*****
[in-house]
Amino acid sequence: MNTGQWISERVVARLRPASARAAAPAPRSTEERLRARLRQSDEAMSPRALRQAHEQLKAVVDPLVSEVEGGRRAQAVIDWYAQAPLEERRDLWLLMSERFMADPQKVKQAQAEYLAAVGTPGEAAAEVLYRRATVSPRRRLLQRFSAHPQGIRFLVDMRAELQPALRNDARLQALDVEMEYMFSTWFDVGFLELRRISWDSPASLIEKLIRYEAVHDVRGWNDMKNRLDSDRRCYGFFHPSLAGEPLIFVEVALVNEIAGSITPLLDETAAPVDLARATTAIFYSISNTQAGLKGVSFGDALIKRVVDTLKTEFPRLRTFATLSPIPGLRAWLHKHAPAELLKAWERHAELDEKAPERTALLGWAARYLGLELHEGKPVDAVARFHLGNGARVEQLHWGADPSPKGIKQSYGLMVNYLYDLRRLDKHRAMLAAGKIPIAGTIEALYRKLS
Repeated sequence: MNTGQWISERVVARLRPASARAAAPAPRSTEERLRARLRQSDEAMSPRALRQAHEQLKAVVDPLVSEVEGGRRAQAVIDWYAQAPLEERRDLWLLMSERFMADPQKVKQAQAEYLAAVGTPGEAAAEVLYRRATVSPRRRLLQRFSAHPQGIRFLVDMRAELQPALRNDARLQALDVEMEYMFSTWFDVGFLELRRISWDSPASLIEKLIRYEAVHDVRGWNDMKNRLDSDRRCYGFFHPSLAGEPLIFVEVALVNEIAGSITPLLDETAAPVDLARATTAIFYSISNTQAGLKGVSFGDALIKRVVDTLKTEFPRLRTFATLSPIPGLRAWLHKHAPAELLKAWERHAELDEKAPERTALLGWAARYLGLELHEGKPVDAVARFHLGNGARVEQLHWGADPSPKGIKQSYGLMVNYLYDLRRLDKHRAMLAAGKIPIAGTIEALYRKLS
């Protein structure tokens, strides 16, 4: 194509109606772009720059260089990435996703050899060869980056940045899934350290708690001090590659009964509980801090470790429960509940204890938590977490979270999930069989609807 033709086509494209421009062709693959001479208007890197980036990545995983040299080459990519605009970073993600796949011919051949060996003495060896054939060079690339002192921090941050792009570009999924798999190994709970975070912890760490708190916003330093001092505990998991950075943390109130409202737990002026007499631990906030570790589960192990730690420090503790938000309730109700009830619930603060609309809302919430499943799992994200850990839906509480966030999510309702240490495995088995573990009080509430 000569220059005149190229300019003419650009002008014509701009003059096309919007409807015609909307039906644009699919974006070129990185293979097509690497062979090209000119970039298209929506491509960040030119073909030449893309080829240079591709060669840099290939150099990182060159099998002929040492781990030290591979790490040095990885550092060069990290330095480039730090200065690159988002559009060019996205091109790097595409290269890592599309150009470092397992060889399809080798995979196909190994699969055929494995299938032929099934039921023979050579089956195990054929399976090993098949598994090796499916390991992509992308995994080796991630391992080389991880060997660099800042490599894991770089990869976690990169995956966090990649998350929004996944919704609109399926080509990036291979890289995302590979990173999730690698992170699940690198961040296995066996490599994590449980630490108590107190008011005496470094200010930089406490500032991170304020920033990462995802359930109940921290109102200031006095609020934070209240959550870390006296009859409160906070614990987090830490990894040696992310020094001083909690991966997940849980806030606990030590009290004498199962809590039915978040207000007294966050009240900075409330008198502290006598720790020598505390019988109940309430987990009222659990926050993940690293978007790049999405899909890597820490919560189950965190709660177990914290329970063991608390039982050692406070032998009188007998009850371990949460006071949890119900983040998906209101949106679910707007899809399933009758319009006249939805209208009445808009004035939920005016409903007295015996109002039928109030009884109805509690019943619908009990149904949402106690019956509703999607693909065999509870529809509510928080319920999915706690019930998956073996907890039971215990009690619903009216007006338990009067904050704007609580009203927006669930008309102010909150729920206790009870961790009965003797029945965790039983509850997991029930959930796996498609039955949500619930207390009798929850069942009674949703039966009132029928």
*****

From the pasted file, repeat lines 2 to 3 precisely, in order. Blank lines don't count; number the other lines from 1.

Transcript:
Amino acid sequence: MNTGQWISERVVARLRPASARAAAPAPRSTEERLRARLRQSDEAMSPRALRQAHEQLKAVVDPLVSEVEGGRRAQAVIDWYAQAPLEERRDLWLLMSERFMADPQKVKQAQAEYLAAVGTPGEAAAEVLYRRATVSPRRRLLQRFSAHPQGIRFLVDMRAELQPALRNDARLQALDVEMEYMFSTWFDVGFLELRRISWDSPASLIEKLIRYEAVHDVRGWNDMKNRLDSDRRCYGFFHPSLAGEPLIFVEVALVNEIAGSITPLLDETAAPVDLARATTAIFYSISNTQAGLKGVSFGDALIKRVVDTLKTEFPRLRTFATLSPIPGLRAWLHKHAPAELLKAWERHAELDEKAPERTALLGWAARYLGLELHEGKPVDAVARFHLGNGARVEQLHWGADPSPKGIKQSYGLMVNYLYDLRRLDKHRAMLAAGKIPIAGTIEALYRKLS
Repeated sequence: MNTGQWISERVVARLRPASARAAAPAPRSTEERLRARLRQSDEAMSPRALRQAHEQLKAVVDPLVSEVEGGRRAQAVIDWYAQAPLEERRDLWLLMSERFMADPQKVKQAQAEYLAAVGTPGEAAAEVLYRRATVSPRRRLLQRFSAHPQGIRFLVDMRAELQPALRNDARLQALDVEMEYMFSTWFDVGFLELRRISWDSPASLIEKLIRYEAVHDVRGWNDMKNRLDSDRRCYGFFHPSLAGEPLIFVEVALVNEIAGSITPLLDETAAPVDLARATTAIFYSISNTQAGLKGVSFGDALIKRVVDTLKTEFPRLRTFATLSPIPGLRAWLHKHAPAELLKAWERHAELDEKAPERTALLGWAARYLGLELHEGKPVDAVARFHLGNGARVEQLHWGADPSPKGIKQSYGLMVNYLYDLRRLDKHRAMLAAGKIPIAGTIEALYRKLS